For those in the know (and those of us who looked it up on Google) a guiro is a scraping instrument which produces a sound by scraping a stick over a notched piece of wood to create a fast clicking sound. And why, you may well ask, do we need to know this. Well because it is used in the chorus of ‘Bonely Bonela’ and I’m sure when you listened to it back in 1972, you sat there going, ‘what on earth is making that strange sound on this record? Is it scratched?’
And you probably would have been even more convinced of a pressing defect had you heard the original Italian version by Filipino singer Antonio Morales Barretto who went under the name of Junior as that version is guiroless (not a word you hear everyday, admit it). The instrument had its origins in South America and it’s not surprising that Gries decided to add it to his version of the song as it has a a flavour of songs from that part of the world. It’s a gently flowing pop tune with a quick rumba beat.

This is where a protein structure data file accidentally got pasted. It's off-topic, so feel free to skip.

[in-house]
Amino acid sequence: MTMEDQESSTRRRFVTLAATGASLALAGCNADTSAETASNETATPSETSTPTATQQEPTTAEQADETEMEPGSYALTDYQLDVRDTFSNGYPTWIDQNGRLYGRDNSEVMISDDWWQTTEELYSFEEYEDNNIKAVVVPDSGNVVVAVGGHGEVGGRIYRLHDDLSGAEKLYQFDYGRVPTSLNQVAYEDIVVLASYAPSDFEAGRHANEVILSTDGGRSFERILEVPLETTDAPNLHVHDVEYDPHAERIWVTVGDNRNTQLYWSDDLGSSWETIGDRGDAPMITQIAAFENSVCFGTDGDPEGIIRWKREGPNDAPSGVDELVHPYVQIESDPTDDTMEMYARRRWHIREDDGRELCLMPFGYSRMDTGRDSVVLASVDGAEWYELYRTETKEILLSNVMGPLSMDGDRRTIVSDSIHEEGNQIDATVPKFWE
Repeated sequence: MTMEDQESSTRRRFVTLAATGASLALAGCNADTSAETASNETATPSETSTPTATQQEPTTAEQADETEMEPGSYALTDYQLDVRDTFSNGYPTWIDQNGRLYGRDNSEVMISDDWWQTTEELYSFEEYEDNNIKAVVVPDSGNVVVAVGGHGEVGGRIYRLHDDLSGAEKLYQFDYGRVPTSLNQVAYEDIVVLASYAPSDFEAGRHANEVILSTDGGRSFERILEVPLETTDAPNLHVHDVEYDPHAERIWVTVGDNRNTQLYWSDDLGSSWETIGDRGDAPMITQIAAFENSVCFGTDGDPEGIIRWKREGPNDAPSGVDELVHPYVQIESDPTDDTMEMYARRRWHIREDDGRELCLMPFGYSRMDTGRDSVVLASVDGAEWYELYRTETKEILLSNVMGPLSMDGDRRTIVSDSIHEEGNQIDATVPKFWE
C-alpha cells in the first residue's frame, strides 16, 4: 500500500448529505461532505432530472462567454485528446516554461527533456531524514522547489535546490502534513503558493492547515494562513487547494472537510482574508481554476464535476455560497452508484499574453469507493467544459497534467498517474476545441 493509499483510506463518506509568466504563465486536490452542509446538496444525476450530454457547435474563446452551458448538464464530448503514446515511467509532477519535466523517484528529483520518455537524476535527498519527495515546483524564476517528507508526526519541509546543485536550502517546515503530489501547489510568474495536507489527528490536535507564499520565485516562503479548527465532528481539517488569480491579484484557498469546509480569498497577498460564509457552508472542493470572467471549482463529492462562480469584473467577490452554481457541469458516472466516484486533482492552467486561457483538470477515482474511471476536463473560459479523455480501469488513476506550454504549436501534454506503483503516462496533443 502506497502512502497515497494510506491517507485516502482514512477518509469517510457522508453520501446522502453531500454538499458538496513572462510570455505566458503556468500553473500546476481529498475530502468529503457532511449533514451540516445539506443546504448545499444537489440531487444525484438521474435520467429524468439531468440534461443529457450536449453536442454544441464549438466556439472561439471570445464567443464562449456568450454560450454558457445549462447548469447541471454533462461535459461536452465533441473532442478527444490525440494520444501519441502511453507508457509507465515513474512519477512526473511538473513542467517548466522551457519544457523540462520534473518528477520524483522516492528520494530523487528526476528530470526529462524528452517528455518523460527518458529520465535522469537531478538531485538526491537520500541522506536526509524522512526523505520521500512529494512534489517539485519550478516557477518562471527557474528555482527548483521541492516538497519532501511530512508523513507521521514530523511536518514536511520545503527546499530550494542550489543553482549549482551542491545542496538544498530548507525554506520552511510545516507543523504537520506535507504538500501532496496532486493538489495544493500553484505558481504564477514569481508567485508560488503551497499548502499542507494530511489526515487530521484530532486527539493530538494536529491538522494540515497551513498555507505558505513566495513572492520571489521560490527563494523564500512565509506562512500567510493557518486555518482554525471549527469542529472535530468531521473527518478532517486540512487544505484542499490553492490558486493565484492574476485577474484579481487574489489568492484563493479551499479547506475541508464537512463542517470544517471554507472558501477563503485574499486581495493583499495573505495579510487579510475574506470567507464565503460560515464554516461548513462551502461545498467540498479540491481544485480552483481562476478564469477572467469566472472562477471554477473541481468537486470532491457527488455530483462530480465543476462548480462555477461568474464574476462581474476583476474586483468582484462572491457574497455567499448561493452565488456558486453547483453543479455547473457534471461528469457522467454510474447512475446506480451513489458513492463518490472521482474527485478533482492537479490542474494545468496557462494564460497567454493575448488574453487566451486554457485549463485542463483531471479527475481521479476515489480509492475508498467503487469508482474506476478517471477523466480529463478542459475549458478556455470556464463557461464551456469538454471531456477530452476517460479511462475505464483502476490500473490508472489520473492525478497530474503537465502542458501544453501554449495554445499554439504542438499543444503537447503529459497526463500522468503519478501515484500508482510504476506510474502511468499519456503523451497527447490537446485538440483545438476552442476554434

But who was this mysterious man called Gries Heimer. Well take away the “i” in his first name, join the 2 names, change the “ei” in the second name to an “a” and drop the “er” at the end… okay I’ll tell you, it’s easier that way. David Gresham. Yes this was Gruesome Gresh who scored a number 19 hit on the Springbok Radio charts (yes, the ones he used to present – no wonder he changed his name on the single) and spent a week there on 6 October 1972. So keep you feet on the ground, reach for the stars and enjoy this pleasant pop tune. As Frankie Valli put it, ‘Gries is the word.’
CORRECTION: Subsequently to posting this, I have found out that Gries Heimer was in fact Ken J Larkin and not David Gresham. This has been confirmed by both Ken and David. David Gresham did in fact record a song in 1986 called ‘Holiday Rap’ going under the name Grusim G.
Where to find it:
Singles bins if you’re lucky